Marvel is currently heading a huge boom in superhero movies. DC is trying it’s best to keep up, but ever since The Dark Knight, they just keep stumbling over their own feet at every opportunity. However, even with the giant market of masked marauders taking up the big screen, we haven’t even gotten a fraction of the heroes in comics into the “real” world of movies. Specifically, we haven’t gotten many (good) representations of those supernatural superheroes since Hellboy 2. In my opinion, I think it’s time for the stranger side of comics to start hitting theaters.
What makes a piece of horror media good? The answer, of course, is not the same for everyone. Some people say that horror needs a good story. Others say that horror needs good atmosphere. Still others say that horror is nothing without a good scare. And that’s what today’s article is all about: Scares. Specifically, the state of scares in modern horror.
I went to see Deadpool for the second time this weekend with some friends of mine. During the previews before the movie, there were 2 previews for upcoming comedy flicks, both of them being about brothers for some reason. One was about 2 screw up brothers having to find dates for their sister’s wedding. The other was a new Sacha Baron Cohen flick coming up. The entire theater was laughing at these antics… except for me. And I didn’t even notice, really, until my best friend looked at me and said “Wow, you didn’t even crack a smile once through those trailers.” And I realized, no, I hadn’t. In fact, I had found those trailers extremely annoying.
Representation of how I probably looked at the time.
I have an addiction. I think I actually have a lot of addictions: Reading, movies, TV shows. Nothing life threatening, mind you, but definitely addictions. But one particular addiction has been on my mind lately. The Pokemon games have a feature now called Wondertrading. And I am highly, HIGHLY addicted to it.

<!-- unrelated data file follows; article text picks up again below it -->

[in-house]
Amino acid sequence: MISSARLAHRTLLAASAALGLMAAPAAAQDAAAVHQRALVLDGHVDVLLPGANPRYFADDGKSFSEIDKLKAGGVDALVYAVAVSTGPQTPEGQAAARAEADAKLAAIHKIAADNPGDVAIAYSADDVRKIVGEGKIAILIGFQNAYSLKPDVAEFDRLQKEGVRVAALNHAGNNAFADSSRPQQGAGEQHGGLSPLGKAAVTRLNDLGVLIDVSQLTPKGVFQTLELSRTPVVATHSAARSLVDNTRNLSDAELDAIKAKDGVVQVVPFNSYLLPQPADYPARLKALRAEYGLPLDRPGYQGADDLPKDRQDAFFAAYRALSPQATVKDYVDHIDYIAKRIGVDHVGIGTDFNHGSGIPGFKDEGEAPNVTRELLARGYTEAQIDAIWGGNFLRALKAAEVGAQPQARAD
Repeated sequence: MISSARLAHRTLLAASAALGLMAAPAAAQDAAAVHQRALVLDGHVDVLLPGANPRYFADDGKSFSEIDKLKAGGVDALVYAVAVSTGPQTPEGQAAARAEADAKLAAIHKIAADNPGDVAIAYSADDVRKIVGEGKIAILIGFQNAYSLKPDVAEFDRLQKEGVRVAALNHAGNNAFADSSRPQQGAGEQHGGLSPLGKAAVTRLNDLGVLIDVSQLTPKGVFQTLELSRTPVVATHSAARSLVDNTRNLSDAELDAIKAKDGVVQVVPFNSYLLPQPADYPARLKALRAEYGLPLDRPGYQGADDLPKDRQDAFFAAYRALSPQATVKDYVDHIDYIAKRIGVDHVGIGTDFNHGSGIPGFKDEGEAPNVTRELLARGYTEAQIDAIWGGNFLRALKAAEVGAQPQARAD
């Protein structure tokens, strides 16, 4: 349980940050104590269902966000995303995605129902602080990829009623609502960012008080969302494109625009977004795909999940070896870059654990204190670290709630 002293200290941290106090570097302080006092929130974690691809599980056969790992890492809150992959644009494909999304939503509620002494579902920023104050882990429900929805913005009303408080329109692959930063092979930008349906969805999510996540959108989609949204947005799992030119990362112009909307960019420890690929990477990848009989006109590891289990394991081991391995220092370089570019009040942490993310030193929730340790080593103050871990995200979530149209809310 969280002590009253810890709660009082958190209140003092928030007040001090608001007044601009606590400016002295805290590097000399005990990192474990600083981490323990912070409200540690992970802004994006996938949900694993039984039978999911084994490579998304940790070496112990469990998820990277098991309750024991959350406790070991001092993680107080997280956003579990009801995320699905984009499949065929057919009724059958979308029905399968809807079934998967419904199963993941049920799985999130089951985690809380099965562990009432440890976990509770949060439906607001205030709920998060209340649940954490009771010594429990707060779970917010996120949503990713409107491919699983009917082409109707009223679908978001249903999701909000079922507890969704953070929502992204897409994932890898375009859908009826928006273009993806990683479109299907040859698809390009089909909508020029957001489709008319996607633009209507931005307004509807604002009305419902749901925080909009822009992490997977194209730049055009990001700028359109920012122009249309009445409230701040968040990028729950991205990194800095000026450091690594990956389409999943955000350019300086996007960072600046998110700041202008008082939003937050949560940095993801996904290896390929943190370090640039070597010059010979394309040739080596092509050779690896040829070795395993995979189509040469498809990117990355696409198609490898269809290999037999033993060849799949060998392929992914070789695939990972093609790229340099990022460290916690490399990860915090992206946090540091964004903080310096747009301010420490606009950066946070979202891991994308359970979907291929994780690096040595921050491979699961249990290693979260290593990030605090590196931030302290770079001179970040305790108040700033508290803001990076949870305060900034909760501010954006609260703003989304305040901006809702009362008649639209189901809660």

I’ve been doing a lot of thinking about faith recently. About my faith and my religion and how I practice it. Or, rather, how I’ve failed to practice it for so long. Now all this thinking has mostly revolved around a character named Michael Carpenter from the Dresden Files novels and why he’s one of my favorite characters ever. However, I just can’t find a way to tie the character into Christmas outside of his belief of Jesus. Which is why I have instead decided to talk about the first “God” figure I ever truly believed in as a kid: Santa Claus.
I was once playing Cards Against Humanity with Laura (my fiancée) and my good friends Tony, Lee Ann, and Ashley. A card came up and Laura was the one slotted to pick. I forget what the question was or what the other answers were but one of the cards in play talked about a “Latin lover.” That card did not win and Ashley, who had played it, got angry because she thought the card was perfect for Laura. “Why?” I asked. “What does Laura have to do with a Latin lover?” Someone said in response (can’t remember who), “You’re Cuban, aren’t you?” “So? …Oh… Wait…”
This .gif will make sense later in the article, trust me.
Last year, I talked about The Moffat Problem. I still sort of have the same problems with his writing as I did last year. He does still focus more on the “emotional” side of each story rather than the “logical” side. But he does seem to have taken a step back from the stories that feel too big and important. This last season felt about as laid back as Season 5. Sure, important things happened, but they didn’t feel too huge to overshadow the overarching story itself. However, I think he took a bit too far a step in the wrong direction. And it all has to do with my most disliked companion of all New Who (yes, even more disliked than Rose), Clara. Continue reading →